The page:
- Lufthansa-THY venture sends five aircraft to serve western Med
- Three jets to be used on Turkish routes as tourists stay away
Six months of terror attacks have prompted Turkish leisure airline SunExpress to move eight planes off their usual routes carrying tourists to the country from northern Europe as demand slumps.
SunExpress -- jointly owned by Turkish Airlines and Deutsche Lufthansa AG -- has begun flying five Boeing Co. 737s from Germany to still-buoyant holiday destinations in Spain and Portugal on behalf of tour operators such as TUI AG, Chief Executive Officer Jaan Albrecht said in an interview.
The carrier, based at the tourist gateway of Antalya, will also lease two planes to sister company AnadoluJet, the low-cost unit of Turkish Air, and use a third for domestic flights. Demand for travel within Turkey and for visits from Turks living abroad has been largely unaffected by the atrocities, Albrecht said.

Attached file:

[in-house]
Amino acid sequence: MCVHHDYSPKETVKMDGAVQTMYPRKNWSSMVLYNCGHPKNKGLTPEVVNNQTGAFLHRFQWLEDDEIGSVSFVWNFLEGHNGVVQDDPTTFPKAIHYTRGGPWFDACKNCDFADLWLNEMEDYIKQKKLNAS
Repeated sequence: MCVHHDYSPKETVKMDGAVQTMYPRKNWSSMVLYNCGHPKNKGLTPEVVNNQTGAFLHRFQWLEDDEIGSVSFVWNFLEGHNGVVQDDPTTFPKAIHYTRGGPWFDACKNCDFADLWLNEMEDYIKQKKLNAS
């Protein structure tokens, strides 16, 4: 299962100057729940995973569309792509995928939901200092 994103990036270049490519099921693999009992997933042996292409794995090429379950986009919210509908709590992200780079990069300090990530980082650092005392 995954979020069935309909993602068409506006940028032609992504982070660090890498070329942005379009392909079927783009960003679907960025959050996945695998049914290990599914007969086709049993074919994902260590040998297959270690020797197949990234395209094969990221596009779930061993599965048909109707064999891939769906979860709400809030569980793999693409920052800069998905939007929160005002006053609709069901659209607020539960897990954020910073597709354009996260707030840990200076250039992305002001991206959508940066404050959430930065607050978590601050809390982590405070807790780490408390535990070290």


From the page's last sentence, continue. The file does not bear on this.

“It’s not a pleasant situation,” said Albrecht, who took over as CEO 10 months ago after running Lufthansa’s Austrian arm, the Star Alliance and AeroPeru. “But we have a lot of possibilities to swap aircraft within the company.”
SunExpress, for which Egypt is another top market, will also be providing crews for five long-haul Airbus Group SE A330s at Lufthansa’s Eurowings discount arm by the year end, as the German carrier seeks to cut group-wide costs.
That arrangement is being extended to short-haul Eurowings flights using SunExpress’s own planes, with the Turkish airline set to operate four 737s from Dusseldorf on behalf of the German business by the end of 2015.
SunExpress has also reined in capacity by halting a deal to operate four planes sourced from Brazil’s Gol Linhas Aereas Inteligentes SA, where they’re not needed in the southern winter. At the same time it has begun flying from Turkey to Iran on a charter basis, tapping a growth market, Albrecht said.
The redeployment plan means SunExpress will have 25 planes on its German operating certificate and 59 in Turkey. The carrier will receive seven 737-800s this year from an order for 60 that includes 35 re-engined Max jets due for delivery starting in 2017, and aims to have a 100-strong fleet by 2020.